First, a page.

Session #65: So Lonely

This months Session (65th in the series) is hosted by Nathanial Southwood and invites us to share our thoughts on drinking in solitude “…How do you feel about going to the pub alone? Do you feel it’s necessary to be around friends to spend time in a pub?”.

The moment before I push the door open and walk to the bar my preoccupation is with my order.  I scan the taps first, then the fridges if needs be and I order a beer.  If this is a planned trip I will reach for my book, if I just happened by the pub then I will find a newspaper, failing this I will ogle my phone screen and catch up on a few blogs.  If I am there alone for the minutes before a friend arrives, and if the atmosphere encourages it, I will talk to whoever serves me for longer than the obligatory “beer please….thank you“.  This is not always a good idea and I’m getting better at reading the signs.

I don’t drink alone in the pub that often, but when I do I’m not thinking about being alone, I’m not thinking about what others think of me, I’m thinking about beer and about relaxing.  Sadly these days I do have to think about relaxing before I can achieve it…..and relax.

I know there are people who shudder at the thought of drinking alone in the pub and I can understand how images of solitary folk propping the bar up and gently swaying to the beat of the till, could persuade a newcomer to a bar to take one look before turning and leaving.  If you disagree with these people then consider Harry Hope’s depiction of a bar in The Iceman Cometh.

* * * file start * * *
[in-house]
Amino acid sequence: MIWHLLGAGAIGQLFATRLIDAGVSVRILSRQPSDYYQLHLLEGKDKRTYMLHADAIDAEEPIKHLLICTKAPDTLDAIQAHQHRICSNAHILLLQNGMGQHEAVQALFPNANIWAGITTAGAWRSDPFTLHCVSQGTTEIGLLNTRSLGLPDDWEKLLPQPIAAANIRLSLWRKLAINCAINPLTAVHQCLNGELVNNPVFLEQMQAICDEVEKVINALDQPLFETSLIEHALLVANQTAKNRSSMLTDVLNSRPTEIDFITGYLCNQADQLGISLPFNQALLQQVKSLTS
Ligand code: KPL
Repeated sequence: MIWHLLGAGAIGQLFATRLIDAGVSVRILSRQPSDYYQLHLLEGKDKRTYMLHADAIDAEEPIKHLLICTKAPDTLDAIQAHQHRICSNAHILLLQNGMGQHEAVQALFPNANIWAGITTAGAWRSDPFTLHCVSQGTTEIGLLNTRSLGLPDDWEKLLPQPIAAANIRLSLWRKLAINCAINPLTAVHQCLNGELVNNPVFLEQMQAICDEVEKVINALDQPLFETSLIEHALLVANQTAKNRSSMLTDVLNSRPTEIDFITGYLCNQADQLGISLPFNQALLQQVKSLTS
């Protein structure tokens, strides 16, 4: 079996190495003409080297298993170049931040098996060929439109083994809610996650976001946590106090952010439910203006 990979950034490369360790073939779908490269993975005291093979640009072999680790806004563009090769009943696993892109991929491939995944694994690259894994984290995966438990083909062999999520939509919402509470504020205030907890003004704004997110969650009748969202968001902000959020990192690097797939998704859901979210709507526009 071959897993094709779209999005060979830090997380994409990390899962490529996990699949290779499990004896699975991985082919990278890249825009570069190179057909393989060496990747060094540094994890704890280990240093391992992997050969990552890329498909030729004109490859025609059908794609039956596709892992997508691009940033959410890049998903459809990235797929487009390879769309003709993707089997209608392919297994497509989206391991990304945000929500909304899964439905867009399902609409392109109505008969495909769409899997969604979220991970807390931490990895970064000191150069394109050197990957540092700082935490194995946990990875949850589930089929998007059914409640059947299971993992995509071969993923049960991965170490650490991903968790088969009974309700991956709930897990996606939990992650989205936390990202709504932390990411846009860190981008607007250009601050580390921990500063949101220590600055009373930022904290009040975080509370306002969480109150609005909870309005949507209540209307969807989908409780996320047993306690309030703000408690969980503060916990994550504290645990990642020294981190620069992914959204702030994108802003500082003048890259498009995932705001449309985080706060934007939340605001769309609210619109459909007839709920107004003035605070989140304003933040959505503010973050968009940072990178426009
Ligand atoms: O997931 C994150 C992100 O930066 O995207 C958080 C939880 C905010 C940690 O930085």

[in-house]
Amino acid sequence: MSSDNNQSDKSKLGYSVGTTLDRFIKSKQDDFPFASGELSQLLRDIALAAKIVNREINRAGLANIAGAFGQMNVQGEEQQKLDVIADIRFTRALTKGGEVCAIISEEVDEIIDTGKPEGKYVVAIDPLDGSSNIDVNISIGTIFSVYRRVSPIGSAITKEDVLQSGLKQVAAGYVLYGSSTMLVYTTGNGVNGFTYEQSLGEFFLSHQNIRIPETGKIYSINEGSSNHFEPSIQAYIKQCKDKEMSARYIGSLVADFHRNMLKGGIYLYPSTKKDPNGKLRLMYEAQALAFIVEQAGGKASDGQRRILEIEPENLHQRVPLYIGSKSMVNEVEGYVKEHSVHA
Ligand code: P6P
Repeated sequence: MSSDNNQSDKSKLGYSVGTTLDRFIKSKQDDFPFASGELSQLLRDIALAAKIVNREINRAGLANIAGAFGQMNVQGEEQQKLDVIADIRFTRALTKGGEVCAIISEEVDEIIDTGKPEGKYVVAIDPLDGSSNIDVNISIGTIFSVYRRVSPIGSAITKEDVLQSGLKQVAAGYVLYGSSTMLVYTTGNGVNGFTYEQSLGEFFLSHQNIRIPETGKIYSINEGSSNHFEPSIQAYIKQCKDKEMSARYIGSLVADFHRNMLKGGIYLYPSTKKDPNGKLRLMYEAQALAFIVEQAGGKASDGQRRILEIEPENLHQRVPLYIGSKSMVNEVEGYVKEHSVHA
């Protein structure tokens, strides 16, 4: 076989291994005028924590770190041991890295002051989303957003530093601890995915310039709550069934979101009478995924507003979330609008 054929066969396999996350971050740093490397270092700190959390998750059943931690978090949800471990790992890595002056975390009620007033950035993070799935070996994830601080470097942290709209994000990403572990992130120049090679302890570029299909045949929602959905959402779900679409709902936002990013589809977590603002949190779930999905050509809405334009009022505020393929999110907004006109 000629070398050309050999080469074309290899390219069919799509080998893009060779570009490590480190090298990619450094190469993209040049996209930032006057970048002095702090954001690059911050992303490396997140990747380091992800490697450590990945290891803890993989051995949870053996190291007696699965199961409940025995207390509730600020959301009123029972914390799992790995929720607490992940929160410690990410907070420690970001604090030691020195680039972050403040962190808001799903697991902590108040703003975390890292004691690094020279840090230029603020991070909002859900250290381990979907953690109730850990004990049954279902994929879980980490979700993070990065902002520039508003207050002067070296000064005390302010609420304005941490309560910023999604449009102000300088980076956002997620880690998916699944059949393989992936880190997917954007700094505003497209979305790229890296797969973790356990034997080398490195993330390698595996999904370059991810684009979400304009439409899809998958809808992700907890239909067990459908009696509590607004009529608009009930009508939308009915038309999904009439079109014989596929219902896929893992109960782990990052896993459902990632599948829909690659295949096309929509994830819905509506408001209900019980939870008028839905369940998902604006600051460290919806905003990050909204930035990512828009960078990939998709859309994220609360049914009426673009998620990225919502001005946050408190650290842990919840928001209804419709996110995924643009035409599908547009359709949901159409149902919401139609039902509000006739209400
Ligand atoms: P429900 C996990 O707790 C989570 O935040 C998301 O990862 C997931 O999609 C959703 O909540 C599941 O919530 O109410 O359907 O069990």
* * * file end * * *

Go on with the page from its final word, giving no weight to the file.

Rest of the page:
The patrons, who are all men except for three women who are prostitutes, are all dead-end alcoholics who spend every possible moment seeking oblivion in each others’ company and trying to con or wheedle free drinks from Harry and the bartenders. They drift without purpose from day to day, coming fully to life only during the semi-annual visits of the salesman Theodore Hickman”.

Sadly, there are bars similar to this 100 years on from Harry Hope’s inspiration, and drinking alone in these conditions doesn’t bear thinking about.  If you’ve read the book or seen the film then you’ll know that this kind of life doesn’t bode well.  Drink Aware message over, I still believe that if you pick the right place, be in a positive frame of mind and enjoy the quality of the beer rather than the quantity, then drinking alone doesn’t have to be lonely.

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7 thoughts on “Session #65: So Lonely

  1. Can you elaborate on the signs about when it is/isn’t a good idea to speak to the person on the bar in a bit more depth?
    Different perspective on solo pub visits from other contributions I’ve read so far, nice post!

    • Thanks. I’d say they are generally quite subtle signals, body language, grunts instead of actual words, that all mean the same thing “I’m at work and I don’t want to talk to you”. Other times, it’s more to do with the pub itself, the people who are in close proximity….sometimes you just get the feeling that it would be best to find a corner and sit in it. The beauty of pubs I reckon…but we are all different, and my interpretation might not translate for you 🙂

  2. Picture the scene in the Shipgrunters Arms – Leeds:

    Oi! Did you just call my pint a Poof?

    Dave falls to the floor, clutching bloody nose…. 😉

  3. Pingback: You’ve Got a Friend in Meat « broadfordbrewer

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